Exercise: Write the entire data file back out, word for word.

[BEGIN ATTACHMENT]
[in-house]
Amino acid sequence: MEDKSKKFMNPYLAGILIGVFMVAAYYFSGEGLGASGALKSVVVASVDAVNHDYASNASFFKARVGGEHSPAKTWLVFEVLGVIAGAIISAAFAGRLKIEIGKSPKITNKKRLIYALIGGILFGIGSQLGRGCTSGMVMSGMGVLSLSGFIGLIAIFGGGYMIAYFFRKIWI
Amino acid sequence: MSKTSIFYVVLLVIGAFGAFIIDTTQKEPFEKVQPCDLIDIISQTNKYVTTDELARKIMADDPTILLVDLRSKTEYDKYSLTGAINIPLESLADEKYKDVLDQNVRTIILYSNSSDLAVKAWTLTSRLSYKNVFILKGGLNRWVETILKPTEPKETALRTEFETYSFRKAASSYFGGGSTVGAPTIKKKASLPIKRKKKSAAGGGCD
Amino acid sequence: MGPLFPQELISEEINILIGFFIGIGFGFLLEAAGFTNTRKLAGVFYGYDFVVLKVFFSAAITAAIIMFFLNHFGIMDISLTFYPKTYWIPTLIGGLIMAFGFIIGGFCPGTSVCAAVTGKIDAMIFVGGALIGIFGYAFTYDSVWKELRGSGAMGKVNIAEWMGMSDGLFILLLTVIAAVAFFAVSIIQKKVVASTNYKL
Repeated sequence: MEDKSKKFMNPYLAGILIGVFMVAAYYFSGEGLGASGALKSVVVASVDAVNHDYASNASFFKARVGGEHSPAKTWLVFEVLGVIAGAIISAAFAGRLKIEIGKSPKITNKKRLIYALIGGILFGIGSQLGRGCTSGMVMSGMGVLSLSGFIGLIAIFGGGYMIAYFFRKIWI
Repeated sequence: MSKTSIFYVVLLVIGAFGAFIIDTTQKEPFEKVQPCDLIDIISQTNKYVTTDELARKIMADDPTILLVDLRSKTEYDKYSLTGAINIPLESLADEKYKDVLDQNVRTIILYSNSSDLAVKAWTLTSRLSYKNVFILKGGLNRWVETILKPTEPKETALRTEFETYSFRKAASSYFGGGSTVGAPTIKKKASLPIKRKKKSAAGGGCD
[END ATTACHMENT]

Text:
[in-house]
Amino acid sequence: MEDKSKKFMNPYLAGILIGVFMVAAYYFSGEGLGASGALKSVVVASVDAVNHDYASNASFFKARVGGEHSPAKTWLVFEVLGVIAGAIISAAFAGRLKIEIGKSPKITNKKRLIYALIGGILFGIGSQLGRGCTSGMVMSGMGVLSLSGFIGLIAIFGGGYMIAYFFRKIWI
Amino acid sequence: MSKTSIFYVVLLVIGAFGAFIIDTTQKEPFEKVQPCDLIDIISQTNKYVTTDELARKIMADDPTILLVDLRSKTEYDKYSLTGAINIPLESLADEKYKDVLDQNVRTIILYSNSSDLAVKAWTLTSRLSYKNVFILKGGLNRWVETILKPTEPKETALRTEFETYSFRKAASSYFGGGSTVGAPTIKKKASLPIKRKKKSAAGGGCD
Amino acid sequence: MGPLFPQELISEEINILIGFFIGIGFGFLLEAAGFTNTRKLAGVFYGYDFVVLKVFFSAAITAAIIMFFLNHFGIMDISLTFYPKTYWIPTLIGGLIMAFGFIIGGFCPGTSVCAAVTGKIDAMIFVGGALIGIFGYAFTYDSVWKELRGSGAMGKVNIAEWMGMSDGLFILLLTVIAAVAFFAVSIIQKKVVASTNYKL
Repeated sequence: MEDKSKKFMNPYLAGILIGVFMVAAYYFSGEGLGASGALKSVVVASVDAVNHDYASNASFFKARVGGEHSPAKTWLVFEVLGVIAGAIISAAFAGRLKIEIGKSPKITNKKRLIYALIGGILFGIGSQLGRGCTSGMVMSGMGVLSLSGFIGLIAIFGGGYMIAYFFRKIWI
Repeated sequence: MSKTSIFYVVLLVIGAFGAFIIDTTQKEPFEKVQPCDLIDIISQTNKYVTTDELARKIMADDPTILLVDLRSKTEYDKYSLTGAINIPLESLADEKYKDVLDQNVRTIILYSNSSDLAVKAWTLTSRLSYKNVFILKGGLNRWVETILKPTEPKETALRTEFETYSFRKAASSYFGGGSTVGAPTIKKKASLPIKRKKKSAAGGGCD